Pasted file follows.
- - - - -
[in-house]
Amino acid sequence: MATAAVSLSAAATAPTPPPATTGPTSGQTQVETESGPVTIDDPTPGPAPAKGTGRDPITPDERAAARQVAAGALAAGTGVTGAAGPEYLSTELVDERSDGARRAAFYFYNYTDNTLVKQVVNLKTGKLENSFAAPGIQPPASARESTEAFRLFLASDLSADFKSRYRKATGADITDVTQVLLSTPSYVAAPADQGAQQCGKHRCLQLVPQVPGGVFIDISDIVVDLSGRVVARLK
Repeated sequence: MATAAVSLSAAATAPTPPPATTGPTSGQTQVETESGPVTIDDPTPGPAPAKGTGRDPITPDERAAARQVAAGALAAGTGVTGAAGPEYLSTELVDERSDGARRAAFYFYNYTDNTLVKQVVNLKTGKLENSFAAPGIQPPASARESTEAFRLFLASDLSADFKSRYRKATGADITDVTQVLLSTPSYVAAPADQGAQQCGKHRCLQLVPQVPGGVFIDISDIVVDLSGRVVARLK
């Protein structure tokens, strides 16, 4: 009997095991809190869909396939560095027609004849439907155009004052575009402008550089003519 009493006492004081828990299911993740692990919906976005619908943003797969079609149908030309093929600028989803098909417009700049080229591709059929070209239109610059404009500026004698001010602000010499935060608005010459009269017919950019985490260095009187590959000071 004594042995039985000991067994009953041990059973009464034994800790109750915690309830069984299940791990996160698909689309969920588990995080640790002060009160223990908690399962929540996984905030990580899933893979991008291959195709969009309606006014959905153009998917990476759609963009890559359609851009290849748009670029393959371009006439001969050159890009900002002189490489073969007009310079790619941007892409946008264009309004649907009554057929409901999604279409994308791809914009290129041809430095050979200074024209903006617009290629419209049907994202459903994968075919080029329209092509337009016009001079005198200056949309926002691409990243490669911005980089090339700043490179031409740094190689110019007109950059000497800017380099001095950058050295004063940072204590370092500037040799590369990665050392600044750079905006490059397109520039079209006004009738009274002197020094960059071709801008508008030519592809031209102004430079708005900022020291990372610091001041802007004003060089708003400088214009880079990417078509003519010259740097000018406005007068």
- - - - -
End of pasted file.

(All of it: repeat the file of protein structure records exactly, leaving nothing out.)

[in-house]
Amino acid sequence: MATAAVSLSAAATAPTPPPATTGPTSGQTQVETESGPVTIDDPTPGPAPAKGTGRDPITPDERAAARQVAAGALAAGTGVTGAAGPEYLSTELVDERSDGARRAAFYFYNYTDNTLVKQVVNLKTGKLENSFAAPGIQPPASARESTEAFRLFLASDLSADFKSRYRKATGADITDVTQVLLSTPSYVAAPADQGAQQCGKHRCLQLVPQVPGGVFIDISDIVVDLSGRVVARLK
Repeated sequence: MATAAVSLSAAATAPTPPPATTGPTSGQTQVETESGPVTIDDPTPGPAPAKGTGRDPITPDERAAARQVAAGALAAGTGVTGAAGPEYLSTELVDERSDGARRAAFYFYNYTDNTLVKQVVNLKTGKLENSFAAPGIQPPASARESTEAFRLFLASDLSADFKSRYRKATGADITDVTQVLLSTPSYVAAPADQGAQQCGKHRCLQLVPQVPGGVFIDISDIVVDLSGRVVARLK
């Protein structure tokens, strides 16, 4: 009997095991809190869909396939560095027609004849439907155009004052575009402008550089003519 009493006492004081828990299911993740692990919906976005619908943003797969079609149908030309093929600028989803098909417009700049080229591709059929070209239109610059404009500026004698001010602000010499935060608005010459009269017919950019985490260095009187590959000071 004594042995039985000991067994009953041990059973009464034994800790109750915690309830069984299940791990996160698909689309969920588990995080640790002060009160223990908690399962929540996984905030990580899933893979991008291959195709969009309606006014959905153009998917990476759609963009890559359609851009290849748009670029393959371009006439001969050159890009900002002189490489073969007009310079790619941007892409946008264009309004649907009554057929409901999604279409994308791809914009290129041809430095050979200074024209903006617009290629419209049907994202459903994968075919080029329209092509337009016009001079005198200056949309926002691409990243490669911005980089090339700043490179031409740094190689110019007109950059000497800017380099001095950058050295004063940072204590370092500037040799590369990665050392600044750079905006490059397109520039079209006004009738009274002197020094960059071709801008508008030519592809031209102004430079708005900022020291990372610091001041802007004003060089708003400088214009880079990417078509003519010259740097000018406005007068």